A reverse repurchase agreement, or “reverse repo”, is the purchase of securities with the agreement to sell them at a higher price at a specific future date.
Repos are classified as a money-market instrument, and they are usually used to raise short-term capital.
What is overnight reverse repurchase agreement?
A reverse repurchase agreement conducted by the Desk, also called a “reverse repo” or “RRP,” is a transaction in which the Desk sells a security to an eligible counterparty with an agreement to repurchase that same security at a specified price at a specific time in the future.
What are US government repurchase agreements?
A repurchase agreement (repo) is a form of short-term borrowing for dealers in government securities. In the case of a repo, a dealer sells government securities to investors, usually on an overnight basis, and buys them back the following day. Repos are typically used to raise short-term capital.
What is the difference between a repurchase agreement and a reverse repurchase agreement?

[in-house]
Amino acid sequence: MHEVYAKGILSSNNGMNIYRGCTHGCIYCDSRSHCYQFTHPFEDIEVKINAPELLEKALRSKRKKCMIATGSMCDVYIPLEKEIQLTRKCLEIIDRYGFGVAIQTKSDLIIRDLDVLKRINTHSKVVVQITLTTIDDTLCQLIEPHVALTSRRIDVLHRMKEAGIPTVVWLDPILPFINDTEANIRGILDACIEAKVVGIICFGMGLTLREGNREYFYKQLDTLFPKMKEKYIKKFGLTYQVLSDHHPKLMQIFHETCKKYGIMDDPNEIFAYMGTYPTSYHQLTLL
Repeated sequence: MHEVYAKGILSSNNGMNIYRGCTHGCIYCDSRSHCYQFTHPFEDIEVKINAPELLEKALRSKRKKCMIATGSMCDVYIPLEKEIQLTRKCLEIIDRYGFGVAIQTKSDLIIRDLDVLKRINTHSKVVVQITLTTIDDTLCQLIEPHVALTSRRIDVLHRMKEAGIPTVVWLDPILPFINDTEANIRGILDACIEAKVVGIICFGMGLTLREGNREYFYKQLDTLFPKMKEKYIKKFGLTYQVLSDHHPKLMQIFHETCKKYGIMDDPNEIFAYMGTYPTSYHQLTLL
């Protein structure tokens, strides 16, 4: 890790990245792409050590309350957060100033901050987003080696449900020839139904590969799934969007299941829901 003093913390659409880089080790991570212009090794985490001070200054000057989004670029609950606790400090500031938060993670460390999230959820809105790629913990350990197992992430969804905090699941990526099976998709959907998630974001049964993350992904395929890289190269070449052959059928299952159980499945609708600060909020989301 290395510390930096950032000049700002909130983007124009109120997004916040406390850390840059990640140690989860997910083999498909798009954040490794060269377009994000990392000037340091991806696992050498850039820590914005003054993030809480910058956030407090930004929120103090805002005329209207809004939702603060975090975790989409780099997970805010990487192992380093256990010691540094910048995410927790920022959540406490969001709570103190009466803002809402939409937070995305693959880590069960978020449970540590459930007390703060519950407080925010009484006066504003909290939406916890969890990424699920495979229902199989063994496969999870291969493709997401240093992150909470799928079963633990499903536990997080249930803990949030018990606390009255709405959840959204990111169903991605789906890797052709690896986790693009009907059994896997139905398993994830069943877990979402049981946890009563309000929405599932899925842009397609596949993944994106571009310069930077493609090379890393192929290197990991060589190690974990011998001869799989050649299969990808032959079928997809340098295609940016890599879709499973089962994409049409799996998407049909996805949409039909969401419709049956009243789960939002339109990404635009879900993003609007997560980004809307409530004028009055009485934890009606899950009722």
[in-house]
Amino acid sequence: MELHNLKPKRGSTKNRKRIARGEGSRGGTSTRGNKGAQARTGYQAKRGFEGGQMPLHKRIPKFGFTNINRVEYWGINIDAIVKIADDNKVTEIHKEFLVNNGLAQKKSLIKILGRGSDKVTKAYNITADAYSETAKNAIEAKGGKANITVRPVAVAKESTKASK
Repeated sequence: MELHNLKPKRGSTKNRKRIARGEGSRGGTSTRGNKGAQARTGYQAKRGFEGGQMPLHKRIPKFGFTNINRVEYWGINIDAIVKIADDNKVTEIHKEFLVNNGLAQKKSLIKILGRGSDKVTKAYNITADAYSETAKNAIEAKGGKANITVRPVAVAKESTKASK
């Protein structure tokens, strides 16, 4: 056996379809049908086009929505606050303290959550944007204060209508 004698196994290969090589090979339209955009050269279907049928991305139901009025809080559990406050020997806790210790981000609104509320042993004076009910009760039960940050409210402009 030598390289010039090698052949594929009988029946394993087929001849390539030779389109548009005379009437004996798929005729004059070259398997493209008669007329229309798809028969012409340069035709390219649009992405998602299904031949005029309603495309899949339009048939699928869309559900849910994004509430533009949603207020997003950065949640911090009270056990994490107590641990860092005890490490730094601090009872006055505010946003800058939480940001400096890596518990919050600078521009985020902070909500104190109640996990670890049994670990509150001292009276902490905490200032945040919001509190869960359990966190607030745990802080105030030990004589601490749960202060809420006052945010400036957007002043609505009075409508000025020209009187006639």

The reverse repo is the final step in the repurchase agreement closing the contract. In a repurchase agreement, a dealer sells securities to a counterparty with the agreement to buy them back at a higher price at a later date. The dealer is raising short-term funds at a favorable interest rate with little risk of loss.
Why do banks use repurchase agreements?
The Purpose of Repurchase Agreements
For example, the Federal Reserve can buy T-bills or bonds to temporarily increase the amount of money in its reserves. Or it can sell government securities to reduce the amount of money in circulation. Repurchase agreements offer a source of short-term funding.